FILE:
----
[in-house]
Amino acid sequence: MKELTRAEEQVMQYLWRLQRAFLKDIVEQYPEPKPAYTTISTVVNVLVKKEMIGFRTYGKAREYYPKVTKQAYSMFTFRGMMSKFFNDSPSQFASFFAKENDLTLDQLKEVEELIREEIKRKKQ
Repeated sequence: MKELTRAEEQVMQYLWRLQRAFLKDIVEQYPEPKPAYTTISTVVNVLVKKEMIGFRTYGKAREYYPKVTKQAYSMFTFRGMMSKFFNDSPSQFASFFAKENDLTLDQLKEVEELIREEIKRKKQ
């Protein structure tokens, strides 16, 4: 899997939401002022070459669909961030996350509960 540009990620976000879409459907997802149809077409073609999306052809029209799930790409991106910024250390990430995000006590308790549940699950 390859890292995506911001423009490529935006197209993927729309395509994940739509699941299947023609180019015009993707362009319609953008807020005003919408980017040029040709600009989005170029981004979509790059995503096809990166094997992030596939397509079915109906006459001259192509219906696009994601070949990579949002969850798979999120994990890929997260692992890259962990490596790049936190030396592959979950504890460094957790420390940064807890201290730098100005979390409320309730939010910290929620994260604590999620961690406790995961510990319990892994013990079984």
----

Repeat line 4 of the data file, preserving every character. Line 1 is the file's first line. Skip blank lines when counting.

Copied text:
């Protein structure tokens, strides 16, 4: 899997939401002022070459669909961030996350509960 540009990620976000879409459907997802149809077409073609999306052809029209799930790409991106910024250390990430995000006590308790549940699950 390859890292995506911001423009490529935006197209993927729309395509994940739509699941299947023609180019015009993707362009319609953008807020005003919408980017040029040709600009989005170029981004979509790059995503096809990166094997992030596939397509079915109906006459001259192509219906696009994601070949990579949002969850798979999120994990890929997260692992890259962990490596790049936190030396592959979950504890460094957790420390940064807890201290730098100005979390409320309730939010910290929620994260604590999620961690406790995961510990319990892994013990079984």